In the real estate sales business, we’re always looking for a reason to pick up the phone on a favorable basis. Agents should never miss a chance to educate buyers – especially on programs that can make it easier for them to buy a house.
Building a Farm With the Back to Work Program
Here’s one way you can build up a nice little “farm” of future homebuyers: If you get wind of a person who’s gone through a foreclosure, bankruptcy or other qualifying event, you can be the agent who helps them out when the chips are down. You can be the person who gives them a track to run on and helps get them back in the market, by counseling them on how to get qualified for a loan program just a year later.
The good news is, there’s a program active now – and it’s been active for about a year: The U.S. Department of Housing and Urban Development Back to Work Program.
The folks who run HUD and the FHA loan program are aware that a lot of innocent people got clobbered with the massive real estate market correction of 2008 to 2012. And millions more suffered job losses, reductions in income or more employment insecurity.
The Back to Work Program is HUD’s way of conceding that past is not necessarily prelude, and that a lot of people suffered bankruptcies and foreclosures due to no fault of their own, but by circumstances they could not have controlled. HUD believes that the credit histories of these individuals don’t reflect their willingness or ability to pay a mortgage in the future.
So here’s your excuse to pick up the phone and call your contacts with a positive message.
The Info for Potential Buyers
Tell clients: If you’ve suffered economic dislocation, such as a job loss or the death of a family member that resulted in a loss of income of 20 percent or more for at least six months – but you are now back in the work force and reestablished, you can get back in the market to buy a home.
You must, however, demonstrate a positive credit history for the last 12 months. If you meet these criteria, then the Federal Housing Authority will waive its normal 3-year waiting period for approval on borrowers who have suffered a bankruptcy, surrendered a deed in lieu of bankruptcy, or had a short sale.
To qualify under the Back to Work: Extenuating Circumstances program, clients must also complete a pre-purchase housing counseling program by a certified HUD provider. They must document that credit issues in the past were incurred as the result of a bona fide financial hardship, and show that they’ve reestablished a positive credit history.
That’s a powerful message to tell prospective buyers. You have an immense psychological tailwind working for you, in this case – not against you. And you can get people shopping for a home.
The Fine Print: Rules and Requirements
The Back to Work program could be key in helping prospective homebuyers recover from the following financial setbacks:
- Chapter 7 bankruptcies
- Chapter 13 bankruptcies
- Short sales
- Forbearance agreements
- Loan modifications
But the best news, perhaps, is that there’s no interest penalty for participating in this program. The homebuyer will be able to qualify for the same FHA loan at the same rate as he or she would have without the program. Furthermore, there’s no loan size limit, just the standard size and underwriting requirements for the FHA.
Of course, your clients can’t declare bankruptcy on Monday and then qualify for an FHA loan on Wednesday. They’ve got to meet all the FHA requirements to qualify. Specifically:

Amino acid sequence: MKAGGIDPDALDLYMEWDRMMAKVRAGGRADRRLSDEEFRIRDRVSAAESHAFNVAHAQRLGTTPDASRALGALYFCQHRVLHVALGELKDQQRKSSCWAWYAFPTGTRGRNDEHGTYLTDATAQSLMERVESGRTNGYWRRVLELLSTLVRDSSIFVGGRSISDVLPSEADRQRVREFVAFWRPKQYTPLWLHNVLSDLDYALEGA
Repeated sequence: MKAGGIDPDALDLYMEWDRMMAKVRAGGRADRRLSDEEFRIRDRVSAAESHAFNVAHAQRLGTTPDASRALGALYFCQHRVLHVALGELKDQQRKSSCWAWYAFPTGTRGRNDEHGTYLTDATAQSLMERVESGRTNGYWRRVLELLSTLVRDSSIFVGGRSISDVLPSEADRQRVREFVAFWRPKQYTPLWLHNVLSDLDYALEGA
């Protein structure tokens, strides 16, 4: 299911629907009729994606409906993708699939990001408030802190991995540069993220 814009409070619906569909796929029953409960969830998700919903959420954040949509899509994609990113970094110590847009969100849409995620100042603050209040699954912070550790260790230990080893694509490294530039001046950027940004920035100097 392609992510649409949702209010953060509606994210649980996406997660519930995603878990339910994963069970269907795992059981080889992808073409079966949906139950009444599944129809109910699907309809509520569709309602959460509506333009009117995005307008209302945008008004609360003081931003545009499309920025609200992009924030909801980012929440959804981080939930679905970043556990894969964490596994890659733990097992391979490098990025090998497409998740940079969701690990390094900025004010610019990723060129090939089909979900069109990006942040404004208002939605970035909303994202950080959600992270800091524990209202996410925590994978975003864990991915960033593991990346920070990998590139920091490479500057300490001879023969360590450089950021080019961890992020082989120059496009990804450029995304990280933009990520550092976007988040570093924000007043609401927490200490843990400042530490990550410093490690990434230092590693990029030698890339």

- 12 months of no history of delinquency on rental housing
- No more than one 30-day delinquency on payments due to other creditors
- No court or collections records reporting, except for medical debt and/or identity theft-related issues
- A credit score of 500 or better, or no credit history as far as FICO is concerned
Once that’s established, and the client’s completed an FHA counseling program for at least a month, they can buy a home with an FHA mortgage, as soon as 12 months after the bankruptcy or other disruptive event is concluded.
For Chapter 13 bankruptcies, that date is 12 months after the filing, not from the final disposition. However, if the Chapter 13 bankruptcy is not yet fully discharged, the homebuyer must have the approval of the Bankruptcy Court to enter into the mortgage.
HUD Housing Counseling
And the counseling isn’t that big a deal. It takes about an hour in most cases, and can be completed by phone or online. As an agent, you should probably familiarize yourself with the counseling services in your area. The counselor will review the causes of the economic setbacks, address how the family may prevent them from recurring, and advise on how much house they can afford.
When a client comes back to you after the counseling program, and they’ve got nearly 12 months in economic recovery under their belt, you may have a very eager and qualified prospect on your hands.
How to Work the Back to Work Program
- Make a list of everyone you know who might qualify.
- Make a list of everyone you know who might know someone who qualifies. (That would be just about everyone who would take your call.)
- Call the people on the first list. Tell them: “Hi, This is SuperAgent! It’s been a while since we’ve talked, but I have some ideas on how you can kick that foreclosure in the butt and get it behind you faster. Got a minute?”
- Work down your list and start taking a fact finder.
- Make an appointment.
- Bring the phone number and location of a couple of HUD-approved mortgage counselors in your area. Explain how the plan works.
- Try to get a rough estimate on when they will be able to qualify to buy.
- Enter their names and phone numbers on your calendar to call when they should be about ready to go home-hunting.
For a more detailed list of requirements and procedures, see HUD Mortgagee Letter 2013-26. Happy dialing, and good luck!